The Scientist

» optogenetics and evolution

Most Recent

image: Optogenetics Advances in Monkeys

Optogenetics Advances in Monkeys

By | October 5, 2015

Researchers have selectively activated a specific neural pathway to manipulate a primate’s behavior.

0 Comments

image: Closing the Loop

Closing the Loop

By | October 1, 2015

Micromanaging neuronal behavior with optogenetics

0 Comments

image: Holding Neurons Steady

Holding Neurons Steady

By | October 1, 2015

Scientists engineer a feedback loop to fine-tune neuron activity with optogenetics.

0 Comments

image: Negative Thinking

Negative Thinking

By | October 1, 2015

Researchers uncover the first light-controlled negative-ion channels in algae, and they are fast.

0 Comments

image: Polar Dino Discovered

Polar Dino Discovered

By | September 28, 2015

Researchers working in Alaska, above the Arctic Circle, have unearthed the northernmost species of dinosaur ever found.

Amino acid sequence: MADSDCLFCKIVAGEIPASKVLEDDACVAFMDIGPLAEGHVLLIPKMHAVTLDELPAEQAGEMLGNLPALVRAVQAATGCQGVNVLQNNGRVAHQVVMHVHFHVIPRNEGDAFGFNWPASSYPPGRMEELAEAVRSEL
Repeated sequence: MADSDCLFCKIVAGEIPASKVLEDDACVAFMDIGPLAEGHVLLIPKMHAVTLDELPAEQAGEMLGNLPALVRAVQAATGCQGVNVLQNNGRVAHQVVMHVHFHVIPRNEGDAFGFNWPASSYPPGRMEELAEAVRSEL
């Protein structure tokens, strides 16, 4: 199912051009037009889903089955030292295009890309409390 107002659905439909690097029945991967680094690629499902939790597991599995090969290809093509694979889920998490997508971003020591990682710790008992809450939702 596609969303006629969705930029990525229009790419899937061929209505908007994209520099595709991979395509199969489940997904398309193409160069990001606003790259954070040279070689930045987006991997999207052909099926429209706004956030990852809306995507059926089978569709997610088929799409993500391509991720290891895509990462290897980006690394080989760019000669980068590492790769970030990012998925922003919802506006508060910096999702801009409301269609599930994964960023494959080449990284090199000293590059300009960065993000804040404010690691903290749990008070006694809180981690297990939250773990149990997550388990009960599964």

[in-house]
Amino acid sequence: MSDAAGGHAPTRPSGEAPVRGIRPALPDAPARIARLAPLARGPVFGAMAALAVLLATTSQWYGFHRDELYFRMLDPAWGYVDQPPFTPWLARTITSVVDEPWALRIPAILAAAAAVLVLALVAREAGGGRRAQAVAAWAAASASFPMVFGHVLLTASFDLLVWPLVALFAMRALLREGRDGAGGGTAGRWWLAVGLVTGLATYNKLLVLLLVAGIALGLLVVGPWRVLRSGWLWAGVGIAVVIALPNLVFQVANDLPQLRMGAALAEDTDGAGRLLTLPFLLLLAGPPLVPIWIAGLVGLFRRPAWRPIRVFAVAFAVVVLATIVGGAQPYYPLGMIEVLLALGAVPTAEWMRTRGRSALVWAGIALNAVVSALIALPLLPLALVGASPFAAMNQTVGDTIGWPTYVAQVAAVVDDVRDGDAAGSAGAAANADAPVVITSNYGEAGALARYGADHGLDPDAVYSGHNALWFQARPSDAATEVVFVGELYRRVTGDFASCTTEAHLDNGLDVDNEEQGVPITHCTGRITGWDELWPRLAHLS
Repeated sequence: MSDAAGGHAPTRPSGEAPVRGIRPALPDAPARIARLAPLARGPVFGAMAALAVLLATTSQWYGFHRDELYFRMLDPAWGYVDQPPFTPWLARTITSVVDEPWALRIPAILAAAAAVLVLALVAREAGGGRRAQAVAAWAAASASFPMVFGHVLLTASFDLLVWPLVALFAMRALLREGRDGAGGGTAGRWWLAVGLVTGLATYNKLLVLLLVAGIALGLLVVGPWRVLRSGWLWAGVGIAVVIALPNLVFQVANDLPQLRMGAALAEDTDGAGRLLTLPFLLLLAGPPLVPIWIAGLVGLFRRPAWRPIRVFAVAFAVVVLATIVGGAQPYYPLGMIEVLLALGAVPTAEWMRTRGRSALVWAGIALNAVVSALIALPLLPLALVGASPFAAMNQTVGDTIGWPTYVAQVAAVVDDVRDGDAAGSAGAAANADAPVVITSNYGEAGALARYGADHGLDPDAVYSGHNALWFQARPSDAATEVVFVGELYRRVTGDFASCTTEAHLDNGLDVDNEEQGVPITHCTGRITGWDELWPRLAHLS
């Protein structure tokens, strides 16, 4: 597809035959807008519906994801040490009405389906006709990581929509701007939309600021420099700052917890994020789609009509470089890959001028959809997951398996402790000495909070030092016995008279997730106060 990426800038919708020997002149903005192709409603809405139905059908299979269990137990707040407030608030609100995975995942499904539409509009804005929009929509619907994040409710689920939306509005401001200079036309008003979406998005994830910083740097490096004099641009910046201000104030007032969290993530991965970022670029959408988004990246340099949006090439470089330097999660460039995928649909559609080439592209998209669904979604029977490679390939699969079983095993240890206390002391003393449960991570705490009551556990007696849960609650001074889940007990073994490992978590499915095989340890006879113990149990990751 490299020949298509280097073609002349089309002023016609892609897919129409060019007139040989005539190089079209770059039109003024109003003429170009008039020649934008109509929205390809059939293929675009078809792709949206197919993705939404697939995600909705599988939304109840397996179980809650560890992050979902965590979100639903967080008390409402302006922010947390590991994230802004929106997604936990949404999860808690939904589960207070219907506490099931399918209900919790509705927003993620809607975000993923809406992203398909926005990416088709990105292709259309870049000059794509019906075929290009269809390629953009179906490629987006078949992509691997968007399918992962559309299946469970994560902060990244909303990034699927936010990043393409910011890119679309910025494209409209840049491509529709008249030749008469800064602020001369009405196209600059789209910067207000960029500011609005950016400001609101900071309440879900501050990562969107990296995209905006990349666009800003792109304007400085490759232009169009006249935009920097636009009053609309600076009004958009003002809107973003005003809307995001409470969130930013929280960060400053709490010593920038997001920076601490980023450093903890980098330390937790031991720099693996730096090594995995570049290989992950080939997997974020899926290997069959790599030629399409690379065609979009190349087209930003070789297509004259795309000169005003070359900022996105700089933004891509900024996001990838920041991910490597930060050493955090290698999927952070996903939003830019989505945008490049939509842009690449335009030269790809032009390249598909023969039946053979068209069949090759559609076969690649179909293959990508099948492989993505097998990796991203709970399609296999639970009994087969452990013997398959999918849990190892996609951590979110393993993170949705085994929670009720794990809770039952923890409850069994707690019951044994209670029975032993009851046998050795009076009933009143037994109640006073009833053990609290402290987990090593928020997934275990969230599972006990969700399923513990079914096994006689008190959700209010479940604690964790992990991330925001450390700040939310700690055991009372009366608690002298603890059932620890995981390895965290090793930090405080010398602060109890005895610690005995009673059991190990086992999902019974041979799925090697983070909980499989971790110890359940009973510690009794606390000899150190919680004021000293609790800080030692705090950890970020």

0 Comments

image: Tree of Life v1.0

Tree of Life v1.0

By | September 22, 2015

Researchers map 2.3 million species in a single phylogeny. 

0 Comments

image: Stimulating Neurons with Sound

Stimulating Neurons with Sound

By | September 15, 2015

Researchers present sonogenetics, a technique to activate select Caenorhabditis elegans neurons with ultrasound waves.

0 Comments

image: New <em>Homo</em> Species Found

New Homo Species Found

By | September 10, 2015

Researchers describe H. naledi, an ancient human ancestor of unknown age that may have buried its dead.

8 Comments

image: Contributors

Contributors

By | September 1, 2015

Meet some of the people featured in the September 2015 issue of The Scientist.

0 Comments

image: Do Mine Ears Deceive Me?

Do Mine Ears Deceive Me?

By | September 1, 2015

A new approach shows how both honesty and deception are stable features of noisy communication.

1 Comment

Popular Now

  1. Stroke Alters Gut Microbiome, Impacting Recovery
  2. Next Generation: Nanotube Scaffolds Reconnect Spinal Neurons
  3. Your Office Has a Distinct Microbiome
  4. Will Organs-in-a-Dish Ever Replace Animal Models?
RayBiotech